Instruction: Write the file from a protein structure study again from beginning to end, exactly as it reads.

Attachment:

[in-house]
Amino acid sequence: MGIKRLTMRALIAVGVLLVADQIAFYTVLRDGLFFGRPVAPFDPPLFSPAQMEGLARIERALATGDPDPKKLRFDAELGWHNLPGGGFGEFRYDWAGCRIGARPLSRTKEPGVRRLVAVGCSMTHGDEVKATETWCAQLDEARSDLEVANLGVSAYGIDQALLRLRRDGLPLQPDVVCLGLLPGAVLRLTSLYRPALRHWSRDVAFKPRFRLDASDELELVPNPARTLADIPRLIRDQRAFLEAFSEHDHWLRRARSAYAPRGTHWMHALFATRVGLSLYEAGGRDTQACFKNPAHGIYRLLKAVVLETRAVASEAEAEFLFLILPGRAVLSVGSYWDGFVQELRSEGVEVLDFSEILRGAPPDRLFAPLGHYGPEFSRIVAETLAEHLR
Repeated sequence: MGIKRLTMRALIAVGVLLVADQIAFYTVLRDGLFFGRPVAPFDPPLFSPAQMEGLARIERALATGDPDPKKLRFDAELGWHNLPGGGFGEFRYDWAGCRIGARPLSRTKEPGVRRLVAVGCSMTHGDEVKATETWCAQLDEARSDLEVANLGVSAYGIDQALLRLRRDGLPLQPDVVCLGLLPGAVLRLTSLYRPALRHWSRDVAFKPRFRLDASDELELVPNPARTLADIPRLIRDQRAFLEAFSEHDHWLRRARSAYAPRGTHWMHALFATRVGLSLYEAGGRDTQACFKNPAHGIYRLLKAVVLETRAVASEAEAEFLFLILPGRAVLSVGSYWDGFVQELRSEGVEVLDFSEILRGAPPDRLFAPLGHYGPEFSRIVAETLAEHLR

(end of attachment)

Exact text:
[in-house]
Amino acid sequence: MGIKRLTMRALIAVGVLLVADQIAFYTVLRDGLFFGRPVAPFDPPLFSPAQMEGLARIERALATGDPDPKKLRFDAELGWHNLPGGGFGEFRYDWAGCRIGARPLSRTKEPGVRRLVAVGCSMTHGDEVKATETWCAQLDEARSDLEVANLGVSAYGIDQALLRLRRDGLPLQPDVVCLGLLPGAVLRLTSLYRPALRHWSRDVAFKPRFRLDASDELELVPNPARTLADIPRLIRDQRAFLEAFSEHDHWLRRARSAYAPRGTHWMHALFATRVGLSLYEAGGRDTQACFKNPAHGIYRLLKAVVLETRAVASEAEAEFLFLILPGRAVLSVGSYWDGFVQELRSEGVEVLDFSEILRGAPPDRLFAPLGHYGPEFSRIVAETLAEHLR
Repeated sequence: MGIKRLTMRALIAVGVLLVADQIAFYTVLRDGLFFGRPVAPFDPPLFSPAQMEGLARIERALATGDPDPKKLRFDAELGWHNLPGGGFGEFRYDWAGCRIGARPLSRTKEPGVRRLVAVGCSMTHGDEVKATETWCAQLDEARSDLEVANLGVSAYGIDQALLRLRRDGLPLQPDVVCLGLLPGAVLRLTSLYRPALRHWSRDVAFKPRFRLDASDELELVPNPARTLADIPRLIRDQRAFLEAFSEHDHWLRRARSAYAPRGTHWMHALFATRVGLSLYEAGGRDTQACFKNPAHGIYRLLKAVVLETRAVASEAEAEFLFLILPGRAVLSVGSYWDGFVQELRSEGVEVLDFSEILRGAPPDRLFAPLGHYGPEFSRIVAETLAEHLR